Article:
11. File Support

11.1 Introduction

Spring Integration's File support extends the Spring Integration Core with a dedicated vocabulary to deal with reading, writing, and transforming files. It provides a namespace that enables elements defining Channel Adapters dedicated to files and support for Transformers that can read file contents into strings or byte arrays.

This section will explain the workings of FileReadingMessageSource and FileWritingMessageHandler and how to configure them as beans. Also the support for dealing with files through file specific implementations of Transformer will be discussed. Finally the file specific namespace will be explained.

11.2 Reading Files

A FileReadingMessageSource can be used to consume files from the filesystem. This is an implementation of MessageSource that creates messages from a file system directory.

<bean id="pollableFileSource"

To prevent creating messages for certain files, you may supply a FileListFilter. By default, an AcceptOnceFileListFilter is used. This filter ensures files are picked up only once from the directory.

<bean id="pollableFileSource"

A common problem with reading files is that a file may be detected before it is ready. The default AcceptOnceFileListFilter does not prevent this. In most cases, this can be prevented if the file-writing process renames each file as soon as it is ready for reading. A filename-pattern or filename-regex filter that accepts only files that are ready (e.g. based on a known suffix), composed with the default AcceptOnceFileListFilter allows for this. The CompositeFileListFilter enables the composition.

<bean id="pollableFileSource"
<bean id="compositeFilter" class="org.springframework.integration.file.filters.CompositeFileListFilter">
            <bean class="org.springframework.integration.file.filters.AcceptOnceFileListFilter" />
            <bean class="org.springframework.integration.file.filters.RegexPatternFileListFilter">
                <constructor-arg value="^test.*$"/>

The configuration can be simplified using the file specific namespace. To do this use the following template.

<?xml version="1.0" encoding="UTF-8"?>
<beans xmlns="http://www.springframework.org/schema/beans"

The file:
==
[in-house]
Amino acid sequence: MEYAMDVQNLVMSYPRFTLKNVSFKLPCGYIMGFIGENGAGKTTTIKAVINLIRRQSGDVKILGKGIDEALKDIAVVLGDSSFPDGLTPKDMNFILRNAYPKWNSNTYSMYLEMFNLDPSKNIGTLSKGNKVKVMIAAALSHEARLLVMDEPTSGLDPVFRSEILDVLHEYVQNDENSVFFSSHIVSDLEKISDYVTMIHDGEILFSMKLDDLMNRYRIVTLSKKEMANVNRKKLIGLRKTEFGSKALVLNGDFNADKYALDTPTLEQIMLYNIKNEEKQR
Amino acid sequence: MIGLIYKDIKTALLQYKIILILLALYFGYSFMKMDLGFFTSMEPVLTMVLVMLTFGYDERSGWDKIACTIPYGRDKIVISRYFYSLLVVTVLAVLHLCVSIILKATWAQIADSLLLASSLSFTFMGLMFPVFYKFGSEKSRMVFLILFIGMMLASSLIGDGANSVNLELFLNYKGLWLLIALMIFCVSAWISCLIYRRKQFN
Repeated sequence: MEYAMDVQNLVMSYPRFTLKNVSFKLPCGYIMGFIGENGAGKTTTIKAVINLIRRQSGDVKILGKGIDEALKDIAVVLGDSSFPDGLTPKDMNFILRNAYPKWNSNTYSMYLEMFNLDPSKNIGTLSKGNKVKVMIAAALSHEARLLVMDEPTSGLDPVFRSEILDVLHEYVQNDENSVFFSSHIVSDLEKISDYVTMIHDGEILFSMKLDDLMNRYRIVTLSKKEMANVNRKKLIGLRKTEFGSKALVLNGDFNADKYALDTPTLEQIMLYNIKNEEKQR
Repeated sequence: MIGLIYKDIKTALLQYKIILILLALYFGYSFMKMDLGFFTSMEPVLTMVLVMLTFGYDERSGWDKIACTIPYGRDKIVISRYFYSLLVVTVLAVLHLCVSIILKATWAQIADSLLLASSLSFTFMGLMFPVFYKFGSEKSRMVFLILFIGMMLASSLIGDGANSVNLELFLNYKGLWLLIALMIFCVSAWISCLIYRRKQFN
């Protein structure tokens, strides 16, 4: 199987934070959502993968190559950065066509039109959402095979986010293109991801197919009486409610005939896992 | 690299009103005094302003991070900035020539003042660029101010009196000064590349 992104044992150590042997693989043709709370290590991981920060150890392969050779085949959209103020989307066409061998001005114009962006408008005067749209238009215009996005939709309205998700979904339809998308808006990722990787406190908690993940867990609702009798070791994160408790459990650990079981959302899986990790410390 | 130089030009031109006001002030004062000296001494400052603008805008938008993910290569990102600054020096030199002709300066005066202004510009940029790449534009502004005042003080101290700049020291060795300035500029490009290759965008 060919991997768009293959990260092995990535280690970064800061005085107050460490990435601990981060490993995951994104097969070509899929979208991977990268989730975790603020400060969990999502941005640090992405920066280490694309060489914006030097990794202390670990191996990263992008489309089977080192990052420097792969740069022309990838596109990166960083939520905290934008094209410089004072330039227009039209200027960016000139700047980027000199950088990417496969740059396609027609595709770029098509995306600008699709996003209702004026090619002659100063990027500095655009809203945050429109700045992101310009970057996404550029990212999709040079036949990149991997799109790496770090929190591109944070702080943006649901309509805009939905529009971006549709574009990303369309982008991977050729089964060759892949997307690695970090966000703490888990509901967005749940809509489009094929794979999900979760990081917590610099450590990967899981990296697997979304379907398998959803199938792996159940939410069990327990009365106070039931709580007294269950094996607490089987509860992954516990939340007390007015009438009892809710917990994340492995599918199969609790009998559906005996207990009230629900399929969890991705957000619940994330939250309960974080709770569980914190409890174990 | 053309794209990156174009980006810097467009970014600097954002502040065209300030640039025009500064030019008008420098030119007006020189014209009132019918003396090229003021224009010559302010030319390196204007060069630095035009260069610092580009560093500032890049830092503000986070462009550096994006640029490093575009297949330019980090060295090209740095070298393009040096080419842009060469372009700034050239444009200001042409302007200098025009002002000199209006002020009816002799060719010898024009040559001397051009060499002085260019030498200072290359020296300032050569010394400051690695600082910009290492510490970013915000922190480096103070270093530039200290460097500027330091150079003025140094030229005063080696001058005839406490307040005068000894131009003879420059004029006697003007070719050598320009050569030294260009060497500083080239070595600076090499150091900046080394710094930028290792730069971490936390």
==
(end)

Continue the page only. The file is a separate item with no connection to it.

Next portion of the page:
Within this namespace you can reduce the FileReadingMessageSource and wrap it in an inbound Channel Adapter like this:

 <file:inbound-channel-adapter id="filesIn1"
       directory="file:${input.directory}" prevent-duplicates="true"/>

 <file:inbound-channel-adapter id="filesIn2"
        filter="customFilterBean" />

 <file:inbound-channel-adapter id="filesIn3"
        filename-pattern="test*" />

 <file:inbound-channel-adapter id="filesIn4"
	        filename-regex="test[0-9]+\.txt" />              

The first channel adapter is relying on the default filter that just prevents duplication, the second is using a custom filter, the third is using the filename-pattern attribute to add an AntPathMatcher based filter, and the fourth is using the filename-regex attribute to add a regular expression Pattern based filter to the FileReadingMessageSource. The filename-pattern and filename-regex attributes are each mutually exclusive with the regular filter reference attribute. However, you can use the filter attribute to reference an instance of CompositeFileListFilter that combines any number of filters, including one or more pattern based filters to fit your particular needs.

When multiple processes are reading from the same directory it can be desirable to lock files to prevent them from being picked up concurrently. To do this you can use a FileLocker. There is a java.nio based implementation available out of the box, but it is also possible to implement your own locking scheme. The nio locker can be injected as follows

 <file:inbound-channel-adapter id="filesIn"
       directory="file:${input.directory}" prevent-duplicates="true">

A custom locker you can configure like this:

 <file:inbound-channel-adapter id="filesIn"
       directory="file:${input.directory}" prevent-duplicates="true">
    <file:locker ref="customLocker"/>